Video Game Development as a Degree
Video game developers never have been in such high demand as the emergence of video games themselves becomes the preferred medium for a diverse array of consumers.
This phenomenon is akin to the wave of film schools and film students in the ’60s — although most scoffed at the time, these institutions and individuals would go on to bring film to cultural heights never thought possible. Video game developers who go to school for their craft are poised to make a similar breakthrough and prove their discipline belongs in academia.
Just as Steven Spielberg and his peers were members of the first generation to go to school specifically for making movies, a new crop of talent is going to school for the sole purpose of designing video games.
As with the previous generation with its new medium, there is limitless potential for video games to grow and evolve under educated leadership.
The specifics of earning such a degree still fluctuate depending on the school
Michigan State University, one of the more traditional schools to have a video game program, offers a master’s degree in telecommunications, which includes a course in “serious” game design (this is defined as games with a purpose beyond entertainment).
The degree description says these “serious” games increasingly become more common in the military and corporate training, which corresponds to the increased need for personnel to design such games. Students from a wide variety of academic backgrounds, from computer science to political science, all are welcomed to apply for the degree.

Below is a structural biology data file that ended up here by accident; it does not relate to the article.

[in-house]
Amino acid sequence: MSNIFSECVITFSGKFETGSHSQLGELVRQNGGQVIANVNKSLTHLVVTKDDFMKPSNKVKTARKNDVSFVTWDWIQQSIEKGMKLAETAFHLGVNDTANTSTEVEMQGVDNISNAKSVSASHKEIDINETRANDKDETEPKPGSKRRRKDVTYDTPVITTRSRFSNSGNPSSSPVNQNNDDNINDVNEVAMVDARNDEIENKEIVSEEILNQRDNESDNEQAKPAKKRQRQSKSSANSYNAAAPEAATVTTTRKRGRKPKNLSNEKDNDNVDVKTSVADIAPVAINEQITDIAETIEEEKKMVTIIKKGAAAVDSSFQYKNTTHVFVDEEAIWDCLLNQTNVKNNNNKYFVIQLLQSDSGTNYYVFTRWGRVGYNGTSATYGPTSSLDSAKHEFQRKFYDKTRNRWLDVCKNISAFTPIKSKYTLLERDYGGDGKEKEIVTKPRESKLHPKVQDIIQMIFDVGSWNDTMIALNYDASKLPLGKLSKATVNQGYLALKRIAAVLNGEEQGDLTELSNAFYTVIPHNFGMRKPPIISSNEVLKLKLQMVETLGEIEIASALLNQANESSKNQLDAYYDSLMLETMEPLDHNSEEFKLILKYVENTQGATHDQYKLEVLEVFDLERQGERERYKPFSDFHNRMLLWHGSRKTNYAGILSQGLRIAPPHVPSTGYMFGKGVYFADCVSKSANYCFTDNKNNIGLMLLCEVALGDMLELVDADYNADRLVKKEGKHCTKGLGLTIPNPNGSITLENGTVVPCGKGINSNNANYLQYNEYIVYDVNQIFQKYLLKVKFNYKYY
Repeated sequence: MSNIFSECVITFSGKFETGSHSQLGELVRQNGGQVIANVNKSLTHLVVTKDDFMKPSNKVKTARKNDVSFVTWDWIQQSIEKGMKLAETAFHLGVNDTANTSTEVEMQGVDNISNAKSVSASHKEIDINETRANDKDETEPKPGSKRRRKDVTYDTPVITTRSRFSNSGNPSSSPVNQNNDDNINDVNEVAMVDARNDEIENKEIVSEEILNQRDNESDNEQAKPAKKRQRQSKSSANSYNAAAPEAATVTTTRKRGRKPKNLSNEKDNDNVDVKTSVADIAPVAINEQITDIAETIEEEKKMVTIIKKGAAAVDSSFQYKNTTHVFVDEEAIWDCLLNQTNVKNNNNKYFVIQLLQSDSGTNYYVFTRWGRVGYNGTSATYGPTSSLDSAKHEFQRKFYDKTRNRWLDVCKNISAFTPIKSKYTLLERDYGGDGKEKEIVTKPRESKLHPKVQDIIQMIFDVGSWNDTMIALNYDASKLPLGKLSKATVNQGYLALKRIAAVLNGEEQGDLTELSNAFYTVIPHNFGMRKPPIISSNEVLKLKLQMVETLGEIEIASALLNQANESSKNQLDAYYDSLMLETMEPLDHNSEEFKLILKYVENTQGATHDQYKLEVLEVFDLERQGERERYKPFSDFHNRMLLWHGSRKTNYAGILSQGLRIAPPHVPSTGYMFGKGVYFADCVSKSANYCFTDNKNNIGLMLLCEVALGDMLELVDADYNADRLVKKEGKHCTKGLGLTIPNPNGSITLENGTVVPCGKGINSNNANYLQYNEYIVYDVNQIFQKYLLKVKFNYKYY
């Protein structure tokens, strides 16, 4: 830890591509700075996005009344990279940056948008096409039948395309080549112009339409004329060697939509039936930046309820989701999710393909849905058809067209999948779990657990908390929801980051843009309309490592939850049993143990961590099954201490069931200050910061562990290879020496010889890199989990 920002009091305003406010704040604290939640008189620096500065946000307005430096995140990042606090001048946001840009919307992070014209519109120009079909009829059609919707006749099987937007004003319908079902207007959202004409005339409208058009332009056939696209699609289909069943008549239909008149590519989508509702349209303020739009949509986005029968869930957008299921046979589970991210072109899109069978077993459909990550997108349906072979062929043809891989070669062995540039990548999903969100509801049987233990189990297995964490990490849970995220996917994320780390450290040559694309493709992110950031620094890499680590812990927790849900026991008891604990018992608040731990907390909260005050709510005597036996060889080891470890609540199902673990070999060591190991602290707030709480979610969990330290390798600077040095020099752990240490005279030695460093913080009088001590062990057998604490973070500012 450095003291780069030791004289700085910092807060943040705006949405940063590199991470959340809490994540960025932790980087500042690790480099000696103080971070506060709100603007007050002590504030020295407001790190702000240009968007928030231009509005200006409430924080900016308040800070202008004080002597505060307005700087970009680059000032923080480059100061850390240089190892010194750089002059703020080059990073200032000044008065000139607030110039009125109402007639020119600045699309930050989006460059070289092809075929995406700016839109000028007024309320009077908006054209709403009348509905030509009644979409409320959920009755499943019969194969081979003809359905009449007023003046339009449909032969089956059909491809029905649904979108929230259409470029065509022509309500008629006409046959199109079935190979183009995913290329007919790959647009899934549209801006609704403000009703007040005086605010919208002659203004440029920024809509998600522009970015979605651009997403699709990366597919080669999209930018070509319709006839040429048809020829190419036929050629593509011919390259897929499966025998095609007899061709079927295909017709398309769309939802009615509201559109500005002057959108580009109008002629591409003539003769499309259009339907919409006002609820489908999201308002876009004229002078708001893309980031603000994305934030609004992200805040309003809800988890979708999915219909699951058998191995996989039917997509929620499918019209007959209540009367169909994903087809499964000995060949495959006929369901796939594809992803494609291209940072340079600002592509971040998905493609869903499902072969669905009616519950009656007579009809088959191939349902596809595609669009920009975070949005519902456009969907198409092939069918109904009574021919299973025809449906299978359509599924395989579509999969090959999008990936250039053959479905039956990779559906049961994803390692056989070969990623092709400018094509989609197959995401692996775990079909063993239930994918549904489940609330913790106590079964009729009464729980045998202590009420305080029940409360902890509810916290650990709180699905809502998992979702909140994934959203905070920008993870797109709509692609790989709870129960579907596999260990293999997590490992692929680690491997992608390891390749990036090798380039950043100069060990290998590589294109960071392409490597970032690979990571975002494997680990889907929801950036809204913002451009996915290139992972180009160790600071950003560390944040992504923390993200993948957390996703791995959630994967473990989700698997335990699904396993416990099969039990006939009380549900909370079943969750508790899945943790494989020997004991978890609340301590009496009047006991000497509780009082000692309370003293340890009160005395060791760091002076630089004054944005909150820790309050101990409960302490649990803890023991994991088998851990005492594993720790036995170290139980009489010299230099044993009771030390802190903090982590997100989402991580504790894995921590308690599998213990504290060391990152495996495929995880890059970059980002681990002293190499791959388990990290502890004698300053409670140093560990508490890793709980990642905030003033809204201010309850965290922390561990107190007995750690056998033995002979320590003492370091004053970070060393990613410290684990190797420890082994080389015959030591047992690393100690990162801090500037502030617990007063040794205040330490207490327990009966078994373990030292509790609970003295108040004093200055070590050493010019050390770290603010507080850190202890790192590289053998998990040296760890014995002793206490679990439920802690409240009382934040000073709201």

Video game degree programs are especially popular in cities where studios have design hubs, including Los Angeles and Seattle, which ideally creates a steady stream of new employees coming into the workforce every year. An example of this phenomenon is students in the game-development degree program at the University of Southern California going to work for Electronic Arts’ Los Angeles design office. No such pipeline, conversely, can hurt an area with a thriving game industry.
For example, a community such as Austin, Texas — a large game design hub — lacked any specific degree program at a nearby university. With companies acknowledging the need to hire people who graduate from specific game-related programs, the broad degrees large universities offer often aren’t as attractive to employers.
Austin Community College (ACC), however, is beginning to lay groundwork for such a system that has worked so well elsewhere. By offering a certificate in video game design, ACC fills the need for a specific program.
The University of Central Florida, by contrast, has a specific video gram program, as well as a major local work opportunity called the Florida Interactive Entertainment Academy (FIEA).
As of December 2006, FIEA graduated its first class of master’s degree candidates, most of whom will go on to work at the nearby Electronic Arts’ Tiburon, Fla., studios.
The common theme with video game degree programs is their prevalence is based on the community’s need for those particular skills. It’s only a matter of time, however, that the need for video game programmers reaches beyond finding someone to design the city trash cans in the next “Grand Theft Auto” entry.